‘Grave human tragedy’: Chilling warning as countries edge closer to war

Olivia Lambert
·News Editor
·3-min read

There are serious concerns that mounting tensions between India and China are edging them closer to war.

The two countries have been involved in a long-running feud over its border in the western Himalayas, but the clash in the Ladakh region became deadly in June with 20 Indian soldiers killed in the Galwan Valley while China suffered an unspecified number of casualties.

About 10 days after the attack, a “worrying” satellite image showing new Chinese structures near the border heightened concerns about further flare-ups between the nuclear-armed neighbours. Further images showed accelerated construction of Chinese runways and buildings at nearby Hotan.

Tensions have continued to rise in the months that have followed, with a Chinese soldier detained this month after straying into Indian territory.

Pictured is a red circle around Chinese structures in the Galwan Valley seen on a satellite image.
A satellite image shows new construction set up by China in the Galwan Valley. Source: Reuters/Maxar

According to China’s official military newspaper PLA Daily, the corporal was handed back by the Indian side early on Wednesday morning after India announced on Monday the soldier had been “apprehended”.

India and China have poured tens of thousands of troops into the region since the June battle despite several rounds of talks.

Tensions have also spilled into civilian life, with some Indian nationalists demanding a boycott of Chinese goods, and the government banning a slew of social media apps from its major rival.

India is also seeking closer security ties with other countries wary of China's growing military power.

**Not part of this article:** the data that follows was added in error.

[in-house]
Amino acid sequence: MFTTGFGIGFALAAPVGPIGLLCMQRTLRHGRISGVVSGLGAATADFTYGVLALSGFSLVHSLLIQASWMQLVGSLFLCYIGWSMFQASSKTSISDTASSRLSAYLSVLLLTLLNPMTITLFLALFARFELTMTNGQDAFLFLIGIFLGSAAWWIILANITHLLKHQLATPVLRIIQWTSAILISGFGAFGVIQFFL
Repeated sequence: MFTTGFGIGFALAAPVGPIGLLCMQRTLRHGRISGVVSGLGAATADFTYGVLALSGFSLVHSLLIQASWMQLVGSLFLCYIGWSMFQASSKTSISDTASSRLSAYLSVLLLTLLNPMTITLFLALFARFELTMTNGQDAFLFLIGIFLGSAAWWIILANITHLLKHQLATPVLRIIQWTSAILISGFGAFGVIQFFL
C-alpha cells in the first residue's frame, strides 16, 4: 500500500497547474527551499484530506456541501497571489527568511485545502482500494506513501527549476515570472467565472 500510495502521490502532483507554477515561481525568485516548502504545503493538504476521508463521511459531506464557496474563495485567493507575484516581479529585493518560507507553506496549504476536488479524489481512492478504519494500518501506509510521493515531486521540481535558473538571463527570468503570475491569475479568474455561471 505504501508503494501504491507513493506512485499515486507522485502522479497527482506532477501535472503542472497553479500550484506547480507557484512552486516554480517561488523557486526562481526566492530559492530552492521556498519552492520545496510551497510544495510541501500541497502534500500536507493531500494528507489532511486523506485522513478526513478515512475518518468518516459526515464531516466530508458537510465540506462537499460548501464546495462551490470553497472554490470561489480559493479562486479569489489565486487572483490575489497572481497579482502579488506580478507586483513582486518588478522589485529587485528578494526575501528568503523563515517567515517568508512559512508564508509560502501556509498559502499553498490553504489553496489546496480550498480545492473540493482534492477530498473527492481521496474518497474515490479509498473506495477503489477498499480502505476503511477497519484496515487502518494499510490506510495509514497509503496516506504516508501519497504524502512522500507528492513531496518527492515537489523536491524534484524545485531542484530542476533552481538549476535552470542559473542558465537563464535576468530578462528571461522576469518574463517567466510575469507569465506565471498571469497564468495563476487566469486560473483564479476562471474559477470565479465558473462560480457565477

Australia announced on Tuesday that it would for the first time take part in naval exercises with India, Japan and the United States in the Indian Ocean.

Chilling warning of ‘grave human tragedy’

A former commander in India’s Army, Lieutenant General PJS Pannu, told The Independent both sides would continue to prepare to fight until the dispute over who can build infrastructure along the 3,500km border, known as the Line of Actual Control, is solved.

He noted if the border tensions mounted into a war, a third of humanity would be involved in the conflict while everybody else would be in some way impacted.

Pictured are dozens of Chinese military personnel on a plane.
Chinese state television pictured military personnel on board a plane amid the tensions. Source: Weibo More

“The onus lies on the political and diplomatic community to find solutions to avoid grave human tragedy,” he told The Independent.

“Not only in Asia but also for a larger part of the word. If this kind of irrationality persists, people will lose their jobs, health and lives. Economies are already shrinking.

“China is inviting anger of the whole world ... A war would mean the world attacking China from all directions.”

Last month China and India agreed they would stop sending more troops to the contested border. A joint press release issued by the Indian government said both the Asia powerhouses agreed to “avoid misunderstandings and misjudgements” and “refrain from unilaterally changing the situation on the ground”.

India opens underground tunnel route

However, earlier this month India’s Prime Minister Narenda Modi opened a Himalayan tunnel that would drastically reduce the time needed to rush troops to the country’s remote Chinese border.

The tunnel traverses India's northern Himachal Pradesh state and lies on one of two main routes for troops headed to border areas in Ladakh.

The $560 million, 9km tunnel will cut the journey by about 50km and four hours, enabling travellers to bypass a tricky route across a landslide-prone Himalayan pass.

This photograph shows the north portal of the Atal Rohtang Tunnel in Teling village.
The tunnel will slash the time needed to rush Indian troops to the Chinese border. Source: Getty

A decade in the making, freezing temperatures and the challenging terrain meant construction work could only be carried out for about six months each year.

The project is part of New Delhi's push to catch up with Chinese infrastructure development on the other side of the border.

with Reuters and AFP

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